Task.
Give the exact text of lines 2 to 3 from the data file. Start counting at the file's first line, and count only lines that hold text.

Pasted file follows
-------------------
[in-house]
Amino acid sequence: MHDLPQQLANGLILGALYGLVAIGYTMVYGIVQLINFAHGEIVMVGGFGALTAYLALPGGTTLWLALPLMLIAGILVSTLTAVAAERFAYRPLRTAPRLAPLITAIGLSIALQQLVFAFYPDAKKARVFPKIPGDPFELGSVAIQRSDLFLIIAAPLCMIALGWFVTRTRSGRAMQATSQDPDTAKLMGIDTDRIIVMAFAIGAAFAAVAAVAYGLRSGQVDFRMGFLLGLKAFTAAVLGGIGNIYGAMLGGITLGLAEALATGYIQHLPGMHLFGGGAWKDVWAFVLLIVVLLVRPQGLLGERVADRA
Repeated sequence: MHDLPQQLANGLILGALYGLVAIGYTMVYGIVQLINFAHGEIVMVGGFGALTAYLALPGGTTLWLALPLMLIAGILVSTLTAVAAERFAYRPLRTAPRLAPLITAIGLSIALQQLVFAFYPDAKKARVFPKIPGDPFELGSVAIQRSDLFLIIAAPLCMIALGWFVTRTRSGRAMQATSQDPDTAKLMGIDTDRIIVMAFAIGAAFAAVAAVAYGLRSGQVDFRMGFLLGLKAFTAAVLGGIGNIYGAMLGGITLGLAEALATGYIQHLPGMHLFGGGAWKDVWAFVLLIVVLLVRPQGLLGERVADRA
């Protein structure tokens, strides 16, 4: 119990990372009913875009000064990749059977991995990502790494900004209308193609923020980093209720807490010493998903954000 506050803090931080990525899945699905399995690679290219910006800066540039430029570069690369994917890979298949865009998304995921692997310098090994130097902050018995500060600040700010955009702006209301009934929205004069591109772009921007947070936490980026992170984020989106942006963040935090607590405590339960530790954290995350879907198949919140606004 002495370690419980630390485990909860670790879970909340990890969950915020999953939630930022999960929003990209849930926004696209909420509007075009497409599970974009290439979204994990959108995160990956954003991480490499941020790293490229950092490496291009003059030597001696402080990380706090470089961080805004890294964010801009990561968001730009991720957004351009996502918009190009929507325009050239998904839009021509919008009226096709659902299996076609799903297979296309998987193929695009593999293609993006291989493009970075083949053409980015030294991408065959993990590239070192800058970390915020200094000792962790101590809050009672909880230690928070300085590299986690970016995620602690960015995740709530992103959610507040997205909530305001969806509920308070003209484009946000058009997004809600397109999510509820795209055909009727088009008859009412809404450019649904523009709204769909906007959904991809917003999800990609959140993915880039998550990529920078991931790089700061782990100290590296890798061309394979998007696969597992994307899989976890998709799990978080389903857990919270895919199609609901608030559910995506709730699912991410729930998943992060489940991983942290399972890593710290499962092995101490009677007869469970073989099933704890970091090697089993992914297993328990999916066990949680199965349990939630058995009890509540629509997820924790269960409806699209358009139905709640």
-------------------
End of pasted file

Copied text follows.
Amino acid sequence: MHDLPQQLANGLILGALYGLVAIGYTMVYGIVQLINFAHGEIVMVGGFGALTAYLALPGGTTLWLALPLMLIAGILVSTLTAVAAERFAYRPLRTAPRLAPLITAIGLSIALQQLVFAFYPDAKKARVFPKIPGDPFELGSVAIQRSDLFLIIAAPLCMIALGWFVTRTRSGRAMQATSQDPDTAKLMGIDTDRIIVMAFAIGAAFAAVAAVAYGLRSGQVDFRMGFLLGLKAFTAAVLGGIGNIYGAMLGGITLGLAEALATGYIQHLPGMHLFGGGAWKDVWAFVLLIVVLLVRPQGLLGERVADRA
Repeated sequence: MHDLPQQLANGLILGALYGLVAIGYTMVYGIVQLINFAHGEIVMVGGFGALTAYLALPGGTTLWLALPLMLIAGILVSTLTAVAAERFAYRPLRTAPRLAPLITAIGLSIALQQLVFAFYPDAKKARVFPKIPGDPFELGSVAIQRSDLFLIIAAPLCMIALGWFVTRTRSGRAMQATSQDPDTAKLMGIDTDRIIVMAFAIGAAFAAVAAVAYGLRSGQVDFRMGFLLGLKAFTAAVLGGIGNIYGAMLGGITLGLAEALATGYIQHLPGMHLFGGGAWKDVWAFVLLIVVLLVRPQGLLGERVADRA